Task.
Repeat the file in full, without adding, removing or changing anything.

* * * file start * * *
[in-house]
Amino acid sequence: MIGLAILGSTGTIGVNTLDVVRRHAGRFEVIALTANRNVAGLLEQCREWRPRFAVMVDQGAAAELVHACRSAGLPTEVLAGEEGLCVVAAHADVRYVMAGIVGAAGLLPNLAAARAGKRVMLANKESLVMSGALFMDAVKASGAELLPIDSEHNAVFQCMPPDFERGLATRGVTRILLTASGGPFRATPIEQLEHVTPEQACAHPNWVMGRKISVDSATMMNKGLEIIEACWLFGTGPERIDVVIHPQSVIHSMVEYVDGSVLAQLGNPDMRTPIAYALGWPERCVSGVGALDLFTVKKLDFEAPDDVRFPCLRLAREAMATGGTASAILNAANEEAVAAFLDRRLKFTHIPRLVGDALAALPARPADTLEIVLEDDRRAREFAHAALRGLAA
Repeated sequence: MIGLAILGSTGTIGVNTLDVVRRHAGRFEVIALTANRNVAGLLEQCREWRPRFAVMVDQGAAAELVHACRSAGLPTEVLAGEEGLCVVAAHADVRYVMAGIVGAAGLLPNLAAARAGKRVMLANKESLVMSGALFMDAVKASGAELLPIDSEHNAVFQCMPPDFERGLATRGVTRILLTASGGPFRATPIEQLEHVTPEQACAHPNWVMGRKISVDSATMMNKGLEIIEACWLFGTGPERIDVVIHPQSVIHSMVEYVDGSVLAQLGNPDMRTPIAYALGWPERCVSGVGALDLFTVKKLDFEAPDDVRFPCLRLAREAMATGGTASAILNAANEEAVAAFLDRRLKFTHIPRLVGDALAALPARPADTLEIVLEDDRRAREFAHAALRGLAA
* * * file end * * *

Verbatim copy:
[in-house]
Amino acid sequence: MIGLAILGSTGTIGVNTLDVVRRHAGRFEVIALTANRNVAGLLEQCREWRPRFAVMVDQGAAAELVHACRSAGLPTEVLAGEEGLCVVAAHADVRYVMAGIVGAAGLLPNLAAARAGKRVMLANKESLVMSGALFMDAVKASGAELLPIDSEHNAVFQCMPPDFERGLATRGVTRILLTASGGPFRATPIEQLEHVTPEQACAHPNWVMGRKISVDSATMMNKGLEIIEACWLFGTGPERIDVVIHPQSVIHSMVEYVDGSVLAQLGNPDMRTPIAYALGWPERCVSGVGALDLFTVKKLDFEAPDDVRFPCLRLAREAMATGGTASAILNAANEEAVAAFLDRRLKFTHIPRLVGDALAALPARPADTLEIVLEDDRRAREFAHAALRGLAA
Repeated sequence: MIGLAILGSTGTIGVNTLDVVRRHAGRFEVIALTANRNVAGLLEQCREWRPRFAVMVDQGAAAELVHACRSAGLPTEVLAGEEGLCVVAAHADVRYVMAGIVGAAGLLPNLAAARAGKRVMLANKESLVMSGALFMDAVKASGAELLPIDSEHNAVFQCMPPDFERGLATRGVTRILLTASGGPFRATPIEQLEHVTPEQACAHPNWVMGRKISVDSATMMNKGLEIIEACWLFGTGPERIDVVIHPQSVIHSMVEYVDGSVLAQLGNPDMRTPIAYALGWPERCVSGVGALDLFTVKKLDFEAPDDVRFPCLRLAREAMATGGTASAILNAANEEAVAAFLDRRLKFTHIPRLVGDALAALPARPADTLEIVLEDDRRAREFAHAALRGLAA